How does online advertising relate to the bottom line of a business?
Businesses rely on a few things to succeed and sustain. The primary goal of a business, which will never really change, is building and sustaining a strong customer base. This is the what sales and marketing teams spend their days working on, and this is why developers and designers build the best product they can.
It's not a simple task to grow and sustain customers, and it's even harder to have customers that stay highly engaged with your product or service. There are several pieces that really help solve this puzzle, and one of them is online advertising. Online advertising can be incredibly impactful in helping new startups and businesses that have been around for years. Nothing has changed - businesses need to effectively reach their users.
There are obviously changes to business and the way people spend time and money, in comparison to say, 50 years ago. But ultimately, people still spend their time consuming information and using products and services, just like they did 50 years ago. A key difference for businesses has been the development of the internet. Today, a much wider group of businesses have the ability to reach a large and diverse audience from all around the world (or alternatively, a very specific audience in their local area if that's their target).
Online advertising makes this possible for businesses. The enormous scale of the internet, the growth of data, and the resulting growth of a variety of advertising networks, let businesses identify who they want to reach and actually reach them in a cost environment that didn't really exist before online advertising developed. Unless you're a giant company, you can't put billboards across the world (or any other large scale promotional campaign really), and even if you could, it probably wouldn't get you very far.
Even online advertising has evolved enormously in the past few years. Look back to the late 1990s. There were a few web destinations like Yahoo! that had huge traffic and therefore they were attractive space for advertisers. Compare the few that existed in the 1990s with today - there are many contexts on the web - commercial, social, professional, educational, any many more. For most of these contexts, there are networks specifically reaching a targeted audience.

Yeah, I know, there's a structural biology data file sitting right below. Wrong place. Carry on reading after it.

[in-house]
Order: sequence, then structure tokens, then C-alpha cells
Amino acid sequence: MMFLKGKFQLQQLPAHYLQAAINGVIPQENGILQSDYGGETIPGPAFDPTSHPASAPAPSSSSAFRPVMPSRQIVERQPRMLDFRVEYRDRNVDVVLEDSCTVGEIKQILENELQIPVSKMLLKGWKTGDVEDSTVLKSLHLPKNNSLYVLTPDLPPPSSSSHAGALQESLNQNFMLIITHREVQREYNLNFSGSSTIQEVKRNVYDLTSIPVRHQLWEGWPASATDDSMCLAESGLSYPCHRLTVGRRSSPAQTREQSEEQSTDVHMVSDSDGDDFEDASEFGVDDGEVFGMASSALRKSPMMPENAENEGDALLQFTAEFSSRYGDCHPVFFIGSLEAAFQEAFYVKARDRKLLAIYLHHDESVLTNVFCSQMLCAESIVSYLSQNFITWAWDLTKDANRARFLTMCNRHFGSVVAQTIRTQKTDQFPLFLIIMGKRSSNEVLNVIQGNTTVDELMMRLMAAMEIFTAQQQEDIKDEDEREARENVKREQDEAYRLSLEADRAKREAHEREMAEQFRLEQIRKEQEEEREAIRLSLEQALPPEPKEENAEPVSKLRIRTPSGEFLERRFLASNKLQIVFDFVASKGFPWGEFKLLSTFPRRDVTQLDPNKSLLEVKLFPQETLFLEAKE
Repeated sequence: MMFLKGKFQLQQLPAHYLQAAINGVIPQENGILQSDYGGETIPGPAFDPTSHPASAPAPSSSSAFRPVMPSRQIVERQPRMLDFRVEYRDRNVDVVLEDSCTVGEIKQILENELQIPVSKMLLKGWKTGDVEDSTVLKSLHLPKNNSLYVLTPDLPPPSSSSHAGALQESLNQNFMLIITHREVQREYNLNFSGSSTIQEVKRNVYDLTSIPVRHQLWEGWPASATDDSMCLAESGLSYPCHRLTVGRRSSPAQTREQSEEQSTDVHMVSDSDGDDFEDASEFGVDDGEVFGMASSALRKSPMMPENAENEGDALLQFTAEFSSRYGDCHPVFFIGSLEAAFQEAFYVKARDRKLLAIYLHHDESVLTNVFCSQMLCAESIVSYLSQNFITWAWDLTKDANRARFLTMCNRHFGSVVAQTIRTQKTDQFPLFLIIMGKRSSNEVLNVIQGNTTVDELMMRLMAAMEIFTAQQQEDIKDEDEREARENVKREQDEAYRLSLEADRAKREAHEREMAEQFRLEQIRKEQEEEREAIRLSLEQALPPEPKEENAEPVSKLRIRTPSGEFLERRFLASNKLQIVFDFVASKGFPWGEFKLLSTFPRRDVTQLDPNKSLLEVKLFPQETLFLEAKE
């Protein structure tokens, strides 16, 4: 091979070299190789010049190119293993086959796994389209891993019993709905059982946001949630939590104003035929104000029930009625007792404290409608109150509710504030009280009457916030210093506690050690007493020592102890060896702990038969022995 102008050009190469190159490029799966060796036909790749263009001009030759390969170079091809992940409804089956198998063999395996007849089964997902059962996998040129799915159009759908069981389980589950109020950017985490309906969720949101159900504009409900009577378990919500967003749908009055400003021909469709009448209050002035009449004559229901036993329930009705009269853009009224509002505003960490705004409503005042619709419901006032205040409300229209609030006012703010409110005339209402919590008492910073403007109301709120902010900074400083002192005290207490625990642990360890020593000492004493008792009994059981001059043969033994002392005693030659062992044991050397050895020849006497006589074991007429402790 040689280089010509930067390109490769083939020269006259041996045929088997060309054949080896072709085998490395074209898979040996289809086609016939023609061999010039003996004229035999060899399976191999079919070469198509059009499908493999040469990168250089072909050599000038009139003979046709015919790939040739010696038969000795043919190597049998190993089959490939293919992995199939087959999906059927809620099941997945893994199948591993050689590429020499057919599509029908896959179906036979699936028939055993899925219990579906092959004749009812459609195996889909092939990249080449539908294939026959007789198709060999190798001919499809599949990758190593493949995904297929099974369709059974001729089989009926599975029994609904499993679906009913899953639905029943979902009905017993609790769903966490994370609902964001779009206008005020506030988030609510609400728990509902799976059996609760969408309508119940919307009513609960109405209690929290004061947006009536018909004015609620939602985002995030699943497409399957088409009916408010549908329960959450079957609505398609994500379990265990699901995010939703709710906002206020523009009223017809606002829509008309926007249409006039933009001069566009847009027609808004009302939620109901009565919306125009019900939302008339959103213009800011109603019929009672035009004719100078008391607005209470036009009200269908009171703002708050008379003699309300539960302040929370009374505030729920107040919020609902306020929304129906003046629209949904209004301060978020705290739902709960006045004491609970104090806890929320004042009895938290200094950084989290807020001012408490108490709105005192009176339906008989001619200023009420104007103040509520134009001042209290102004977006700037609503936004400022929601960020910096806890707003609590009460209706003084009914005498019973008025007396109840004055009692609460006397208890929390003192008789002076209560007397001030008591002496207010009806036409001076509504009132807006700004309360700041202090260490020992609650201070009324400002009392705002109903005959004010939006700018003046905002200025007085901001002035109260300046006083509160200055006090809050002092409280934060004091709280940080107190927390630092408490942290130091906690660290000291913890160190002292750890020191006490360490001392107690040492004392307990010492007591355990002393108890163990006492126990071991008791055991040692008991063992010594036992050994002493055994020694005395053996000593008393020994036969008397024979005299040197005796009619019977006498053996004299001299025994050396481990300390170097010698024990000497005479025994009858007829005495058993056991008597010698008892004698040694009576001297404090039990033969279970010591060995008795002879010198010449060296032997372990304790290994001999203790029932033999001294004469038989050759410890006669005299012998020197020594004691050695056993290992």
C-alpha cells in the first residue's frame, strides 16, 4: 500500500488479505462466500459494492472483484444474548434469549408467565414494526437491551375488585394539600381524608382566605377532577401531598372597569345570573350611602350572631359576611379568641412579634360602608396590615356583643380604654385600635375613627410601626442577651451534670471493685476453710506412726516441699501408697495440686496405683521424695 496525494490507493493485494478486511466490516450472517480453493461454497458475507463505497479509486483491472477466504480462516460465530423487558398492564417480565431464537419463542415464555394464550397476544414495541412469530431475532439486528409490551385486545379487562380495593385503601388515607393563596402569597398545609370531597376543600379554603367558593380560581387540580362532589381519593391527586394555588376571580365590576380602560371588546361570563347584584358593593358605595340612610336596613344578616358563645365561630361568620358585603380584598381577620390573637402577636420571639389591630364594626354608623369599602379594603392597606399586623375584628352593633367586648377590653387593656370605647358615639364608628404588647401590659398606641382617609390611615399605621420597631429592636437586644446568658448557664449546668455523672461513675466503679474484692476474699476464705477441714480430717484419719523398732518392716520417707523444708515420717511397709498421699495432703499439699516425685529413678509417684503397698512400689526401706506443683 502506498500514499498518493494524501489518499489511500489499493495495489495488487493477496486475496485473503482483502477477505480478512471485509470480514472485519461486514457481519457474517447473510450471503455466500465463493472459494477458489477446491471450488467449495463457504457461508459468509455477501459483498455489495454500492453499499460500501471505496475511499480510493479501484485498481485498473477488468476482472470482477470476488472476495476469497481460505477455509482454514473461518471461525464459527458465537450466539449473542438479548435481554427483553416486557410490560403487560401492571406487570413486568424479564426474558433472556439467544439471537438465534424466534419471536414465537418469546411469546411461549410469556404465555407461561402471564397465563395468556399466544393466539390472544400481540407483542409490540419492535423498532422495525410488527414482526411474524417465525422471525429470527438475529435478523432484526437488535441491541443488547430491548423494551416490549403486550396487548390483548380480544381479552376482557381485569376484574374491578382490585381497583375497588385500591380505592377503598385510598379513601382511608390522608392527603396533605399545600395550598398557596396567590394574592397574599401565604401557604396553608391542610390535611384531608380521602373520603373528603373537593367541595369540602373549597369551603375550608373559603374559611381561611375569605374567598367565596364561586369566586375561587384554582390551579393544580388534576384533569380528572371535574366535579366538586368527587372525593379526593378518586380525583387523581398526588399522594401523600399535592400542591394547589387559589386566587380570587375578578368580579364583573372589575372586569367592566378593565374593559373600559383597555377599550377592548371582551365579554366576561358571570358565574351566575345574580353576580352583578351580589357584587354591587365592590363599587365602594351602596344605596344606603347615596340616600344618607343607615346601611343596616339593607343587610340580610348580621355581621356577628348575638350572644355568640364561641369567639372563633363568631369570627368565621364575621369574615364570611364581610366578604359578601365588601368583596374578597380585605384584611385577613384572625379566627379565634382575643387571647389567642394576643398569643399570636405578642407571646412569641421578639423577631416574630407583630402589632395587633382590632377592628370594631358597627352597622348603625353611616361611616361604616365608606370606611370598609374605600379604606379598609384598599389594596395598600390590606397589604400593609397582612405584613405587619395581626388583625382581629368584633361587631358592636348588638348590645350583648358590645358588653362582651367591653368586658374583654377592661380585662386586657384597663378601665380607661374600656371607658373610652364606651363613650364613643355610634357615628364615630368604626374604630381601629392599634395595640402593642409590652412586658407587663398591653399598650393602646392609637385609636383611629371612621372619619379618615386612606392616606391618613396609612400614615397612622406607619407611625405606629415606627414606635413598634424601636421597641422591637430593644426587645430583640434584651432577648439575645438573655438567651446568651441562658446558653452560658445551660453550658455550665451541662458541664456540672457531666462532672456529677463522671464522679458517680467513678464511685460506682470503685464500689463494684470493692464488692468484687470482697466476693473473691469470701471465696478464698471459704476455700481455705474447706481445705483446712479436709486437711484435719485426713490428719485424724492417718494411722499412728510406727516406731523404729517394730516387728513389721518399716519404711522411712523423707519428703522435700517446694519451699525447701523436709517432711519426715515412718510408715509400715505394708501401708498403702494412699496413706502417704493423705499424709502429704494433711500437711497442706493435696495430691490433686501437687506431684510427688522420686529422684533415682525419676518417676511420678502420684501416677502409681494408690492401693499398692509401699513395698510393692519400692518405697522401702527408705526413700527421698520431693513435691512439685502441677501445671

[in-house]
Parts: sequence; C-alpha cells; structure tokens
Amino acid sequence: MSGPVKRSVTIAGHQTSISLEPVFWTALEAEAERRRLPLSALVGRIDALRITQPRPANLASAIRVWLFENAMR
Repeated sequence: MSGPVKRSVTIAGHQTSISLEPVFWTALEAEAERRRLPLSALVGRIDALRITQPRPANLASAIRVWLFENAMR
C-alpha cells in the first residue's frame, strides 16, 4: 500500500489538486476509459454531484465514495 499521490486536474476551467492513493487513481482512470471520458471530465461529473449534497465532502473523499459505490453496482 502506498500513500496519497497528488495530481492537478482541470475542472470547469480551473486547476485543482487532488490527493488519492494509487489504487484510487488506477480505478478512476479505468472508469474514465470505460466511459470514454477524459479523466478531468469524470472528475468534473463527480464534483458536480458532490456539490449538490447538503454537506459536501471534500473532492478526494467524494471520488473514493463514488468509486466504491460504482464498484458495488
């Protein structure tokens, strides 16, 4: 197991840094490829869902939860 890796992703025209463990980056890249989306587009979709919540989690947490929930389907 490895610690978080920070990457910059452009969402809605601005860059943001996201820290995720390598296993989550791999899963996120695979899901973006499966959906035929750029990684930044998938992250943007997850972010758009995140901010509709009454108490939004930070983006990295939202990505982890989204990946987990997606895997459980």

Some of the big ones include: LinkedIn, which of course helps businesses reach professional individuals. Facebook lets you reach just about anyone based on personal data like jobs, personal interests, connections to other brands, etc. Google lets advertisers reach the biggest audience online that are intent on finding all kinds of things (ie. products, places, services). Bing (which of course is smaller than Google) also lets businesses reach yet another, large and distinct audience of people intent on finding information, products, and services. Those are a few of the larger networks. There are many more networks, that help advertisers target specific audiences around the web.
The bottom line is that no company will ever say: we want to reach fewer customers, or we don't see value in targeting our audience, or we want to spend more time getting customers. Businesses want efficient ways to grow their customer base, and online advertising is one of the major pieces that enables, cost effective customer growth. And now that there are many ad networks online, each with different audiences, it's becoming more difficult to manage campaigns across multiple channels effectively.
This is why we built the AdStage Platform. If you're interested in simplifying the management of your ad campaigns across Google, Facebook, LinkedIn, and Bing please come sign up for our private beta.